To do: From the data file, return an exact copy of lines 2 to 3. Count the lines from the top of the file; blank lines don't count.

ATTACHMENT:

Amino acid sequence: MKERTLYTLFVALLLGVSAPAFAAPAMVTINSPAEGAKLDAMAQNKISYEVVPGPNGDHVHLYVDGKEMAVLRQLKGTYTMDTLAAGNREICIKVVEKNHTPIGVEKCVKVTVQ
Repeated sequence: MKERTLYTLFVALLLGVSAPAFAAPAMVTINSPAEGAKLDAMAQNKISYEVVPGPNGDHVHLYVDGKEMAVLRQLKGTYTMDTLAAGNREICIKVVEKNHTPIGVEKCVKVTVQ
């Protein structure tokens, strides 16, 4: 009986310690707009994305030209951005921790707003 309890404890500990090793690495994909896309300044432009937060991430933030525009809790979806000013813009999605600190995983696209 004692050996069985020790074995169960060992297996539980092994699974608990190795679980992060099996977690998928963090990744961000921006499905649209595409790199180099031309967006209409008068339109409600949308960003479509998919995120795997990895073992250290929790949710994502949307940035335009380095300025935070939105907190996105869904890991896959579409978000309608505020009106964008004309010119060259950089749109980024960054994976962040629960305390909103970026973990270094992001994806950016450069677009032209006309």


Repeated sequence: MKERTLYTLFVALLLGVSAPAFAAPAMVTINSPAEGAKLDAMAQNKISYEVVPGPNGDHVHLYVDGKEMAVLRQLKGTYTMDTLAAGNREICIKVVEKNHTPIGVEKCVKVTVQ
């Protein structure tokens, strides 16, 4: 009986310690707009994305030209951005921790707003 309890404890500990090793690495994909896309300044432009937060991430933030525009809790979806000013813009999605600190995983696209 004692050996069985020790074995169960060992297996539980092994699974608990190795679980992060099996977690998928963090990744961000921006499905649209595409790199180099031309967006209409008068339109409600949308960003479509998919995120795997990895073992250290929790949710994502949307940035335009380095300025935070939105907190996105869904890991896959579409978000309608505020009106964008004309010119060259950089749109980024960054994976962040629960305390909103970026973990270094992001994806950016450069677009032209006309």